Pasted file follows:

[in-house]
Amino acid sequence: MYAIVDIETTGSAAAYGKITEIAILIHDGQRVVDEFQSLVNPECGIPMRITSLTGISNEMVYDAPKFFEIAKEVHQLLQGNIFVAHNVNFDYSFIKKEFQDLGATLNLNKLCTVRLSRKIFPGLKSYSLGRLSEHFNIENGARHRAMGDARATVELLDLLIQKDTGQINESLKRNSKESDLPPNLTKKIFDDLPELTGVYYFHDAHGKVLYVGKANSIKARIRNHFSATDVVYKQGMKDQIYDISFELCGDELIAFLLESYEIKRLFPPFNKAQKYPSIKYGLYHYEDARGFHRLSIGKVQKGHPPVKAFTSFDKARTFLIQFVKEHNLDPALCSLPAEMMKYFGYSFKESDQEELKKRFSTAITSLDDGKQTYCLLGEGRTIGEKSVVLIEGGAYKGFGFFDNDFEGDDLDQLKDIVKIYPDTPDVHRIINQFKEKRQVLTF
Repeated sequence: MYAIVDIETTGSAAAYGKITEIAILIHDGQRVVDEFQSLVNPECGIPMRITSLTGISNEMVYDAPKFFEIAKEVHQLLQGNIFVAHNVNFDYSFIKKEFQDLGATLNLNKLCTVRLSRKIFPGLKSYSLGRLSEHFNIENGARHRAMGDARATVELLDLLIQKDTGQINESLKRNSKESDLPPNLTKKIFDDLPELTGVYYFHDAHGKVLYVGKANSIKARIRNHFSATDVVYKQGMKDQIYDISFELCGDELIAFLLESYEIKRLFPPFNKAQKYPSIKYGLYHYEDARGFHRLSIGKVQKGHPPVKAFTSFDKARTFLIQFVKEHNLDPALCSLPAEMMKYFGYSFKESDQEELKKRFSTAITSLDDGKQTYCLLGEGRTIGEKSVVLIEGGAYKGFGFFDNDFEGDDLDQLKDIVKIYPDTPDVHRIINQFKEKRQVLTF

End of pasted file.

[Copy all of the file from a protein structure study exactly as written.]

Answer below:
[in-house]
Amino acid sequence: MYAIVDIETTGSAAAYGKITEIAILIHDGQRVVDEFQSLVNPECGIPMRITSLTGISNEMVYDAPKFFEIAKEVHQLLQGNIFVAHNVNFDYSFIKKEFQDLGATLNLNKLCTVRLSRKIFPGLKSYSLGRLSEHFNIENGARHRAMGDARATVELLDLLIQKDTGQINESLKRNSKESDLPPNLTKKIFDDLPELTGVYYFHDAHGKVLYVGKANSIKARIRNHFSATDVVYKQGMKDQIYDISFELCGDELIAFLLESYEIKRLFPPFNKAQKYPSIKYGLYHYEDARGFHRLSIGKVQKGHPPVKAFTSFDKARTFLIQFVKEHNLDPALCSLPAEMMKYFGYSFKESDQEELKKRFSTAITSLDDGKQTYCLLGEGRTIGEKSVVLIEGGAYKGFGFFDNDFEGDDLDQLKDIVKIYPDTPDVHRIINQFKEKRQVLTF
Repeated sequence: MYAIVDIETTGSAAAYGKITEIAILIHDGQRVVDEFQSLVNPECGIPMRITSLTGISNEMVYDAPKFFEIAKEVHQLLQGNIFVAHNVNFDYSFIKKEFQDLGATLNLNKLCTVRLSRKIFPGLKSYSLGRLSEHFNIENGARHRAMGDARATVELLDLLIQKDTGQINESLKRNSKESDLPPNLTKKIFDDLPELTGVYYFHDAHGKVLYVGKANSIKARIRNHFSATDVVYKQGMKDQIYDISFELCGDELIAFLLESYEIKRLFPPFNKAQKYPSIKYGLYHYEDARGFHRLSIGKVQKGHPPVKAFTSFDKARTFLIQFVKEHNLDPALCSLPAEMMKYFGYSFKESDQEELKKRFSTAITSLDDGKQTYCLLGEGRTIGEKSVVLIEGGAYKGFGFFDNDFEGDDLDQLKDIVKIYPDTPDVHRIINQFKEKRQVLTF